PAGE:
Kia knew the all-new Rio had to pack some punch to succeed in Australia’s toughest new car class – compact cars. So they equipped the Rio with choice of 1.4-litre or lively 1.6-litre powerplants, ramped up the standard specifications and the result is a standout, handily-priced newcomer.
It helps when German design guru Peter Schreyer and his Italian-born, California-based deputy Massimo Frascella are at the drawing board – again with the all-new Kia Rio they have crafted a Kia with superb looks inside and out.
And then Kia embarked on a grueling program of chassis development on Australian roads which resulted in a unique set of anti-roll bars and dampers to ensure the all-new Rio delivers the driving dynamics demanded by Aussie drivers.
So while our compact car segment is overflowing with great cars, the all-new Kia Rio stakes its claim to be a genuine contender
Kia Rio Overview
All-new Kia Rio is a marked step-up from its rather basic predecessor – make no mistake, the newcomer can go toe-to-toe with the best compact cars on the market. New Kia Rio delivers larger exterior dimensions and more interior space than all previous Rios and is much better equipped with a premium feel evident as soon as you climb inside.
And new Kia Rio also ticks the safety boxes with ESP and six airbags standard across the range – Kia is expecting the maximum five star safety rating when NCAP barrier testing is done.
For the first time, this fourth generation Kia Rio will be offered in three and five-door hatchbacks as well as four-door sedan. Kia Australia has initially launched the five-door hatchback model – three-door hatchbacks and four-door sedans will arrive early next year.
Kia has aligned the all-new Rio model grades with its Cerato small car – entry level ‘S’, mid-grade ‘Si’ and range-topping ‘SLi’.
For the extra coin, amongst the extras in SLi model Kia Rios are 17-inch alloy wheels with grippy 205/45 R17 Continental tyres, projector headlights, LED DRLs, cornering lamps and LED rear lights.
The full range is:
S (1.4-litre 6-speed manual) $16,290
S (1.4-litre 4-speed automatic) $18,290
Si (1.6-litre 6-speed manual) $18,990
Si (1.6-litre 6-speed automatic) $20,990
SLi (1.6-litre 6-speed manual) $19,990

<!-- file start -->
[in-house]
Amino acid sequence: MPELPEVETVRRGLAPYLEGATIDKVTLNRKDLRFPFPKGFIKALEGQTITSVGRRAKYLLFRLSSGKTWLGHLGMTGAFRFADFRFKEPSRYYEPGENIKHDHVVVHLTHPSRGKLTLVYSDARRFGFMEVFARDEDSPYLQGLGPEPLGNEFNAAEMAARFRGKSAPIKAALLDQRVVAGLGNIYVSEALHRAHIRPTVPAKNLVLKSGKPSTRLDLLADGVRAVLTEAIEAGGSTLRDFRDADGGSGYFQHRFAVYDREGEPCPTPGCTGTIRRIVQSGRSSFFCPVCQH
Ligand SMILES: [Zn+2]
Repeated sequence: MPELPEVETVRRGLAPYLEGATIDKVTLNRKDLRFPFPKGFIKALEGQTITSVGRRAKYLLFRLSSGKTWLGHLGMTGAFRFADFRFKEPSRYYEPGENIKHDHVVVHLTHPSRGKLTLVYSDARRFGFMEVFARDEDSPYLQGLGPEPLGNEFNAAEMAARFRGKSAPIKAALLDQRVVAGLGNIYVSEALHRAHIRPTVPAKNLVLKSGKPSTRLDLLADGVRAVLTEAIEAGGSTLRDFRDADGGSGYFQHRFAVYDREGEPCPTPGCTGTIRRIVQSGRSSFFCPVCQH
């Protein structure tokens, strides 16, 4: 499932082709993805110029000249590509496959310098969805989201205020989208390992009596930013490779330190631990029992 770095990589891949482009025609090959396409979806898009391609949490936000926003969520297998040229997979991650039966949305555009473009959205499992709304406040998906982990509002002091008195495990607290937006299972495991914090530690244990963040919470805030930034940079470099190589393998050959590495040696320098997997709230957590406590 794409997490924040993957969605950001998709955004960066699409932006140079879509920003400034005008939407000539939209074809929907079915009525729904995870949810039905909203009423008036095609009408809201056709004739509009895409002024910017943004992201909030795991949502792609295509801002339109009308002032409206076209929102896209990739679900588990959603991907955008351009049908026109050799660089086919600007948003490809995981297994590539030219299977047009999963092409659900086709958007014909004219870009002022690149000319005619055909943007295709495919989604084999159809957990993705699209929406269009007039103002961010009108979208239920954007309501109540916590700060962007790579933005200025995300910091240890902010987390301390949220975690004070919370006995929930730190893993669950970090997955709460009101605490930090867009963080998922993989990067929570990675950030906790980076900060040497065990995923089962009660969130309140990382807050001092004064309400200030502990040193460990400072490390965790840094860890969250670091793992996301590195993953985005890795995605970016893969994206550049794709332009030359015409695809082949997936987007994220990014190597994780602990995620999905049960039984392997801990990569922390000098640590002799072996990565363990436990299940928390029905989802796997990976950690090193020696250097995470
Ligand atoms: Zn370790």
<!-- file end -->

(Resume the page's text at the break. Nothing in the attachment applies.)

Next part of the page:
SLi (1.6-litre 6-speed manual) $21,990
Kia Rio Engine
Entry-level Kia Rio S (six-speed manual or four-speed automatic) is uniquely powered by Kia’s 1.4-litre, four-cylinder petrol engine with double overhead camshafts and continuously variable valve timing. Power and torque are up over the outgoing model – now rated at 79kW at 6300rpm and 135Nm at 4200rpm.
By way of comparisons, Honda’s entry-level Jazz employs a 1.3-litre engine with 73kW/127Nm and the entry-level Ford Fiesta delivers 88kW/151Nm from its 1.6-litre engine.
But Kia Rio lays down the challenge to rival compacts in Si and SLi models grades by stepping up to Kia’s 1.6-litre ‘Gamma’ direct injection engine with dual continuously variable valve timing (inlet and exhaust). This is the smallest capacity Kia engine to adopt GDI (Gasoline Direct Injection) technology and it’s good for 103kW of power at 6300rpm and peak torque of 167Nm at 4850rpm – no other comparable compact hatchback offers three digits of kilowatts.
Kia Rio The Interior
If you’ve driven Kia Cerato, Optima and Sportage you’ll notice a theme continued in all-new Kia Rio’s interior. It’s the Kia/Peter Schreyer corporate look which brings not only a modern, attractive appearance but also quality materials which combine to deliver a premium feel across the range.
So there is the familiar horizontal dashboard and three-cylinder instrumentation with blue backlighting – but this time with a new twist in the form of centre-mounted toggle switches which we liked a lot.
We also liked the usual Kia top shelf driving position thanks to the nice, sporty steering wheel (reach and rake adjustable) and, in Si and SLi models, nice leather inserts in the seats.
Bluetooth, MP3, AUX, iPod and USB connections are included in the CD sound system and Si and SLi models gain tweeters taking their speaker count to six.
Included in Kia Rio’s new, extended dimensions is a hefty 70mm in wheelbase, taking it to 2570mm. This pays off in passenger space which felt to us to equal the best of the compact cars.
Luggage space is 288-litres with the rear seat in place or 923-litres with the rear seat folded.